Restructuring the State through Economic and Trade Agreements: The Case of Investment Disputes Resolution

Open Access Journal | ISSN: 2183-2463

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Restructuring the State through Economic and Trade Agreements: The Case of Investment Disputes Resolution

  • Robert G. Finbow Department of Political Science, Dalhousie University, Canada

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Abstract:  This essay will examine the emergence of transnational governance via supranational economic agreements which promote global imposition of liberalizing policies in the interests of transnational investors. The stalled multilateral World Trade Organization (WTO) process has given way to a plethora of regional and bilateral economic agreements covering a range of new issues—investment, intellectual property, services, and regulations—which trench ever more deeply on domestic decision-making. Informed by Phillip Cerny’s conception of “competition states”, Colin Crouch’s (2000) lament about “post-democracy”, Carroll and Sapinski’s analysis of “global corporate elites”, and David Held’s depiction of “global governance complexes”, the essay will examine the role of transnational corporate and institutional elites in advancing economic agreements which narrow the scope for democratic governance. These authors depict the combination of constraint and empowerment of states induced by these transnational agreements which force most liberal democracies to cut or tweak programs and regulations in economic and social fields to protect investor rights, while boosting restraints on citizens in areas like intellectual property—what Cerny (1997) calls the “paradox” of the competition state. Given the number and complexity of these transnational governance arrangements, this essay will focus on the transnational constraints of investor state arbitration and disputes settlement systems. This will be illustrated by examining the growth of investor disputes settlement claims in bilateral treaties and major European and North American economic agreements and the rise of arbitration cases which impose costs on states for violations of investor rights. The essay considers the implications of these new forms of transnational governance for democratic governments’ responsive to popular demands. It concludes by suggesting the need for revisions to theories of the democratic state, which may be morphing into pluralistic plutocracy.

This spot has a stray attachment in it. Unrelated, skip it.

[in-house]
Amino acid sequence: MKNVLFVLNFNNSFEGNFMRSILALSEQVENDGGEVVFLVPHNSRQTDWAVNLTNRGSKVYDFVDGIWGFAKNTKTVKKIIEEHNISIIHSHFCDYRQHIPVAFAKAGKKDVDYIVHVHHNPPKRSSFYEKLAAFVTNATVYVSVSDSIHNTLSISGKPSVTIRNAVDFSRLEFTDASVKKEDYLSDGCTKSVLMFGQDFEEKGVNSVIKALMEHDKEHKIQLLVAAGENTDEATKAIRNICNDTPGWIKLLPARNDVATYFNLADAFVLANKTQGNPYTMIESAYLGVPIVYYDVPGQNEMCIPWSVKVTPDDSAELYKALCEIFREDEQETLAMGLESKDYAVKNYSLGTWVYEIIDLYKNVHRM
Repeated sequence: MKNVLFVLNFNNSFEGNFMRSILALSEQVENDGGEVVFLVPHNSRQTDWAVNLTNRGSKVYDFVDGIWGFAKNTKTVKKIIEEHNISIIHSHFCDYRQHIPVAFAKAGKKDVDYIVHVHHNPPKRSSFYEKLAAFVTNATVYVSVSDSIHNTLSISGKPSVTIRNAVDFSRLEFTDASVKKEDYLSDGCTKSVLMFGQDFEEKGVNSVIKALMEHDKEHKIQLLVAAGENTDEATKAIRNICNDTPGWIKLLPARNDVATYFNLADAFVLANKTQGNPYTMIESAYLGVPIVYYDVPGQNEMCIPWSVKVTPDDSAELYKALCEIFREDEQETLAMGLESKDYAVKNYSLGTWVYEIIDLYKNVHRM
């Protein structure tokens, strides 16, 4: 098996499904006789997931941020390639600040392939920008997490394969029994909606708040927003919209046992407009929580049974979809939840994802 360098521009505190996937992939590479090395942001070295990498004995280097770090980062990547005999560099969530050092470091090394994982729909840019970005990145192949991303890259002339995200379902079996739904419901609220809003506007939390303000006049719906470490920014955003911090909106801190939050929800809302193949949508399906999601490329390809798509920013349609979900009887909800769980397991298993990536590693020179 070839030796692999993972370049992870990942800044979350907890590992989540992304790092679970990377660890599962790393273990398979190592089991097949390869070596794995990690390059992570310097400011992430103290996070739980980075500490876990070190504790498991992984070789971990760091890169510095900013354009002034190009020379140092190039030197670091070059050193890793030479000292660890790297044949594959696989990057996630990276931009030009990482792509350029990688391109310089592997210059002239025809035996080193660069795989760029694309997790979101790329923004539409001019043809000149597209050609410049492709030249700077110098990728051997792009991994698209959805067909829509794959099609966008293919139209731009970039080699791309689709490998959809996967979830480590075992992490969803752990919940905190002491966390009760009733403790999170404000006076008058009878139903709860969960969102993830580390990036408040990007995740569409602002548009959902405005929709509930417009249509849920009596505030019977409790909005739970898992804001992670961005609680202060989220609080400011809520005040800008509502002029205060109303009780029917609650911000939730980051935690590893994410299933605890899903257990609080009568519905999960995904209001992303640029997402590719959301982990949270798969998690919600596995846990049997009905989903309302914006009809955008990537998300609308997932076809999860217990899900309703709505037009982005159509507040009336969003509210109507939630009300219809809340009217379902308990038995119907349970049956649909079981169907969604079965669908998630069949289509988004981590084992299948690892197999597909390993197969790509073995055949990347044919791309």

Keywords:  disputes resolution; global governance; investment treaties; state theory



© Robert G. Finbow. This is an open access article distributed under the terms of the Creative Commons Attribution 4.0 license (, which permits any use, distribution, and reproduction of the work without further permission provided the original author(s) and source are credited.